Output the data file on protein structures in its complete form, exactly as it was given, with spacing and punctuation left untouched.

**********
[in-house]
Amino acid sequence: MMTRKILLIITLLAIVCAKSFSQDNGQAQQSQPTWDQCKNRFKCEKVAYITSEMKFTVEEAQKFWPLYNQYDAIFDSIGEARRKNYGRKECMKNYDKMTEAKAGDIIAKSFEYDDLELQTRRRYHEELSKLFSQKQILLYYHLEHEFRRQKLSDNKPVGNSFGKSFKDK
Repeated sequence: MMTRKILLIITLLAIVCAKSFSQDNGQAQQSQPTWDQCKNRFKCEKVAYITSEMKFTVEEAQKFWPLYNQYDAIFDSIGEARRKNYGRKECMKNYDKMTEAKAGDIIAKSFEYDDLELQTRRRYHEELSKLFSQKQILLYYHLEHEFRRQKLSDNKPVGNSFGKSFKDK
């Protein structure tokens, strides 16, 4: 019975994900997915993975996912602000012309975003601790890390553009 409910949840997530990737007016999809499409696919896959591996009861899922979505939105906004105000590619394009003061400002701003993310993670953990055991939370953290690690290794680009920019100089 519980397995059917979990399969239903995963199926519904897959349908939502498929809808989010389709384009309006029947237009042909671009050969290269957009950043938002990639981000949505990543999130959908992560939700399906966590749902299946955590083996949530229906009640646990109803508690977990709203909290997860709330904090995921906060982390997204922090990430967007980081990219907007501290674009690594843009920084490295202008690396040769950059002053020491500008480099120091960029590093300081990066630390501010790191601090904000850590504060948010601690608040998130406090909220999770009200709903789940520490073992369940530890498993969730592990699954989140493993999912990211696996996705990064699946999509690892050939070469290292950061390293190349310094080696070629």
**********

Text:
[in-house]
Amino acid sequence: MMTRKILLIITLLAIVCAKSFSQDNGQAQQSQPTWDQCKNRFKCEKVAYITSEMKFTVEEAQKFWPLYNQYDAIFDSIGEARRKNYGRKECMKNYDKMTEAKAGDIIAKSFEYDDLELQTRRRYHEELSKLFSQKQILLYYHLEHEFRRQKLSDNKPVGNSFGKSFKDK
Repeated sequence: MMTRKILLIITLLAIVCAKSFSQDNGQAQQSQPTWDQCKNRFKCEKVAYITSEMKFTVEEAQKFWPLYNQYDAIFDSIGEARRKNYGRKECMKNYDKMTEAKAGDIIAKSFEYDDLELQTRRRYHEELSKLFSQKQILLYYHLEHEFRRQKLSDNKPVGNSFGKSFKDK
């Protein structure tokens, strides 16, 4: 019975994900997915993975996912602000012309975003601790890390553009 409910949840997530990737007016999809499409696919896959591996009861899922979505939105906004105000590619394009003061400002701003993310993670953990055991939370953290690690290794680009920019100089 519980397995059917979990399969239903995963199926519904897959349908939502498929809808989010389709384009309006029947237009042909671009050969290269957009950043938002990639981000949505990543999130959908992560939700399906966590749902299946955590083996949530229906009640646990109803508690977990709203909290997860709330904090995921906060982390997204922090990430967007980081990219907007501290674009690594843009920084490295202008690396040769950059002053020491500008480099120091960029590093300081990066630390501010790191601090904000850590504060948010601690608040998130406090909220999770009200709903789940520490073992369940530890498993969730592990699954989140493993999912990211696996996705990064699946999509690892050939070469290292950061390293190349310094080696070629």